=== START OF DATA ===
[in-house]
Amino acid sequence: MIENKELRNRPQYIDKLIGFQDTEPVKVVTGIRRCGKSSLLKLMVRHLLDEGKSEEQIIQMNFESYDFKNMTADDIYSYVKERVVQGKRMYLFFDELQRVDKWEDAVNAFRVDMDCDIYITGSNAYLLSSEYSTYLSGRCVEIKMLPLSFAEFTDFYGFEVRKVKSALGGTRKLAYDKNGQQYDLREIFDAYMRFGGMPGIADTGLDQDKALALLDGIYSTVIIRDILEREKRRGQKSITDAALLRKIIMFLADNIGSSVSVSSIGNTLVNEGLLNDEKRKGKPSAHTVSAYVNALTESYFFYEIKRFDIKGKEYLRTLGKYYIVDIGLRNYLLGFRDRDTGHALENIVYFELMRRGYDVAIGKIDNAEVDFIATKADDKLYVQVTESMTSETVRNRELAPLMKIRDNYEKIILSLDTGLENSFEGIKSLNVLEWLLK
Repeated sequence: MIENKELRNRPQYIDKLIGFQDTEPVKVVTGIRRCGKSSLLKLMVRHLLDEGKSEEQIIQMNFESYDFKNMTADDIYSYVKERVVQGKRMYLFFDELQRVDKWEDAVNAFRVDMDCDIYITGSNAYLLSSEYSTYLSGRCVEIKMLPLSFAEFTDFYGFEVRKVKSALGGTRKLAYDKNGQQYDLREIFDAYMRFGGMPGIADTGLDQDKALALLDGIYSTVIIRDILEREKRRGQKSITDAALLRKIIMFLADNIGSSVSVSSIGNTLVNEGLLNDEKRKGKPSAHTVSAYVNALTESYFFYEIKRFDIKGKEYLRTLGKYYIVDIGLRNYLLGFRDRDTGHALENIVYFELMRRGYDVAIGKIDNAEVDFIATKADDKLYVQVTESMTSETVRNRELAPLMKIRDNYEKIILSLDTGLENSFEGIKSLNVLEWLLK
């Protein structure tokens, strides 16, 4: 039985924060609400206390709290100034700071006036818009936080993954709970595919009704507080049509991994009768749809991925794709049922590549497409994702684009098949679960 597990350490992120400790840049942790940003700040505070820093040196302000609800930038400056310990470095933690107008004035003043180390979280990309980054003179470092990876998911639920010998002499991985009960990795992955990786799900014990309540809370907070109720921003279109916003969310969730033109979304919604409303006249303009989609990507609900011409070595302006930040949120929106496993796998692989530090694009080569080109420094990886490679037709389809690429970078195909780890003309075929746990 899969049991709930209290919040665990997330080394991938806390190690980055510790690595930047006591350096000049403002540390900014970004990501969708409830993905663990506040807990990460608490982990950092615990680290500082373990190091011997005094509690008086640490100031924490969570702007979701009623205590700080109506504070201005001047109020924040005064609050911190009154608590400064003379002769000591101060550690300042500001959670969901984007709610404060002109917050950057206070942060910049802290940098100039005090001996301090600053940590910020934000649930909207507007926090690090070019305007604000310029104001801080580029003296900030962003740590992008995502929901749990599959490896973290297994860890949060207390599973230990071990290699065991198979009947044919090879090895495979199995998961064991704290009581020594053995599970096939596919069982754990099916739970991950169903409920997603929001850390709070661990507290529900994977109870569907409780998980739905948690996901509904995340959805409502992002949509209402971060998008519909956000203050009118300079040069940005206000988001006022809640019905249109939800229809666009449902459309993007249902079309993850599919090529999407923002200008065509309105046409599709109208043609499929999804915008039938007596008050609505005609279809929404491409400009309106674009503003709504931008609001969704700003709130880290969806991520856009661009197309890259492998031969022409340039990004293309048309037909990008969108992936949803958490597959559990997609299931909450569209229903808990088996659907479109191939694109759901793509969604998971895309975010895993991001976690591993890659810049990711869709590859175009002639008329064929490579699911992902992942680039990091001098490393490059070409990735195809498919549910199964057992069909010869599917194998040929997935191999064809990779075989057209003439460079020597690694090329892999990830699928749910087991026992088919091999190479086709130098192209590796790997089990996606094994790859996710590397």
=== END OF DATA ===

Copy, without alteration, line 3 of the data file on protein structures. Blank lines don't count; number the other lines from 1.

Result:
Repeated sequence: MIENKELRNRPQYIDKLIGFQDTEPVKVVTGIRRCGKSSLLKLMVRHLLDEGKSEEQIIQMNFESYDFKNMTADDIYSYVKERVVQGKRMYLFFDELQRVDKWEDAVNAFRVDMDCDIYITGSNAYLLSSEYSTYLSGRCVEIKMLPLSFAEFTDFYGFEVRKVKSALGGTRKLAYDKNGQQYDLREIFDAYMRFGGMPGIADTGLDQDKALALLDGIYSTVIIRDILEREKRRGQKSITDAALLRKIIMFLADNIGSSVSVSSIGNTLVNEGLLNDEKRKGKPSAHTVSAYVNALTESYFFYEIKRFDIKGKEYLRTLGKYYIVDIGLRNYLLGFRDRDTGHALENIVYFELMRRGYDVAIGKIDNAEVDFIATKADDKLYVQVTESMTSETVRNRELAPLMKIRDNYEKIILSLDTGLENSFEGIKSLNVLEWLLK